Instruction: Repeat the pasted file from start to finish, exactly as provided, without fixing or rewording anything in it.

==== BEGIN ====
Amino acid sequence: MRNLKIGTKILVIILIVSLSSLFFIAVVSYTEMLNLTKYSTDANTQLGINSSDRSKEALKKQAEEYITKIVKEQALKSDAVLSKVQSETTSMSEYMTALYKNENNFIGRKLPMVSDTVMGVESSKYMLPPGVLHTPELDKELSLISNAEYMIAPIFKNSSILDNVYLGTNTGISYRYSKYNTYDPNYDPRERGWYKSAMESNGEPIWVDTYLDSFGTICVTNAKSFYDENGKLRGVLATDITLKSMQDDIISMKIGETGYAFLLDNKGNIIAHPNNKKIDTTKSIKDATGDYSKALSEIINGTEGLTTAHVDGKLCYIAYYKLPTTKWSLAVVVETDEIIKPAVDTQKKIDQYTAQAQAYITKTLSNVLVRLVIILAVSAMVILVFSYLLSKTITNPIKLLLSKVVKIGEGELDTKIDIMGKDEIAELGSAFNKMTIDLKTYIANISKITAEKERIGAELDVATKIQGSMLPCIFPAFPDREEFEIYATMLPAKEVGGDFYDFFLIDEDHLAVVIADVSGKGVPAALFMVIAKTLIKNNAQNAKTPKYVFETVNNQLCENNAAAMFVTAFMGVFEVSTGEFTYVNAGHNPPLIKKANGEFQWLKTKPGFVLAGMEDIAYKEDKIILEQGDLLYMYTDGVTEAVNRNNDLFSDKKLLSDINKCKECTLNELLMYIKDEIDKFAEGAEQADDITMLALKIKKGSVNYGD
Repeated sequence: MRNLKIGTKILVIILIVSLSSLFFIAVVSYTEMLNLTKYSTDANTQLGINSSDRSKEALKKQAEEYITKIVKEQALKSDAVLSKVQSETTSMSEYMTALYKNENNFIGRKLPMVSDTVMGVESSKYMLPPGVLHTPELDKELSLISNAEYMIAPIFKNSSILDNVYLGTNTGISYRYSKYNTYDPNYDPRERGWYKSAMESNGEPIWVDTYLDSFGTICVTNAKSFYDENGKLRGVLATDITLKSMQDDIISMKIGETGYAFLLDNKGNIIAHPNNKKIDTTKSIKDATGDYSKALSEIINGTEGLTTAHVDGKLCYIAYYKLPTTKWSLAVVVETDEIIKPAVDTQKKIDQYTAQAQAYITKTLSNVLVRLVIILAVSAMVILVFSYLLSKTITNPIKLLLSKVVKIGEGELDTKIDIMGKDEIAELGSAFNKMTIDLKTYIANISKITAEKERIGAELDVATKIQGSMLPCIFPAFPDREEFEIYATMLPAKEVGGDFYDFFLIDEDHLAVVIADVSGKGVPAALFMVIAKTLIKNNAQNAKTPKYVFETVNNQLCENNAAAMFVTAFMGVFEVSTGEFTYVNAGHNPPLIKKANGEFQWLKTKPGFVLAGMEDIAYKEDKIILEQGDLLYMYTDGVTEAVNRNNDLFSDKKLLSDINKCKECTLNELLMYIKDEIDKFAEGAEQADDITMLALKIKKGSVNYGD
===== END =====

Amino acid sequence: MRNLKIGTKILVIILIVSLSSLFFIAVVSYTEMLNLTKYSTDANTQLGINSSDRSKEALKKQAEEYITKIVKEQALKSDAVLSKVQSETTSMSEYMTALYKNENNFIGRKLPMVSDTVMGVESSKYMLPPGVLHTPELDKELSLISNAEYMIAPIFKNSSILDNVYLGTNTGISYRYSKYNTYDPNYDPRERGWYKSAMESNGEPIWVDTYLDSFGTICVTNAKSFYDENGKLRGVLATDITLKSMQDDIISMKIGETGYAFLLDNKGNIIAHPNNKKIDTTKSIKDATGDYSKALSEIINGTEGLTTAHVDGKLCYIAYYKLPTTKWSLAVVVETDEIIKPAVDTQKKIDQYTAQAQAYITKTLSNVLVRLVIILAVSAMVILVFSYLLSKTITNPIKLLLSKVVKIGEGELDTKIDIMGKDEIAELGSAFNKMTIDLKTYIANISKITAEKERIGAELDVATKIQGSMLPCIFPAFPDREEFEIYATMLPAKEVGGDFYDFFLIDEDHLAVVIADVSGKGVPAALFMVIAKTLIKNNAQNAKTPKYVFETVNNQLCENNAAAMFVTAFMGVFEVSTGEFTYVNAGHNPPLIKKANGEFQWLKTKPGFVLAGMEDIAYKEDKIILEQGDLLYMYTDGVTEAVNRNNDLFSDKKLLSDINKCKECTLNELLMYIKDEIDKFAEGAEQADDITMLALKIKKGSVNYGD
Repeated sequence: MRNLKIGTKILVIILIVSLSSLFFIAVVSYTEMLNLTKYSTDANTQLGINSSDRSKEALKKQAEEYITKIVKEQALKSDAVLSKVQSETTSMSEYMTALYKNENNFIGRKLPMVSDTVMGVESSKYMLPPGVLHTPELDKELSLISNAEYMIAPIFKNSSILDNVYLGTNTGISYRYSKYNTYDPNYDPRERGWYKSAMESNGEPIWVDTYLDSFGTICVTNAKSFYDENGKLRGVLATDITLKSMQDDIISMKIGETGYAFLLDNKGNIIAHPNNKKIDTTKSIKDATGDYSKALSEIINGTEGLTTAHVDGKLCYIAYYKLPTTKWSLAVVVETDEIIKPAVDTQKKIDQYTAQAQAYITKTLSNVLVRLVIILAVSAMVILVFSYLLSKTITNPIKLLLSKVVKIGEGELDTKIDIMGKDEIAELGSAFNKMTIDLKTYIANISKITAEKERIGAELDVATKIQGSMLPCIFPAFPDREEFEIYATMLPAKEVGGDFYDFFLIDEDHLAVVIADVSGKGVPAALFMVIAKTLIKNNAQNAKTPKYVFETVNNQLCENNAAAMFVTAFMGVFEVSTGEFTYVNAGHNPPLIKKANGEFQWLKTKPGFVLAGMEDIAYKEDKIILEQGDLLYMYTDGVTEAVNRNNDLFSDKKLLSDINKCKECTLNELLMYIKDEIDKFAEGAEQADDITMLALKIKKGSVNYGD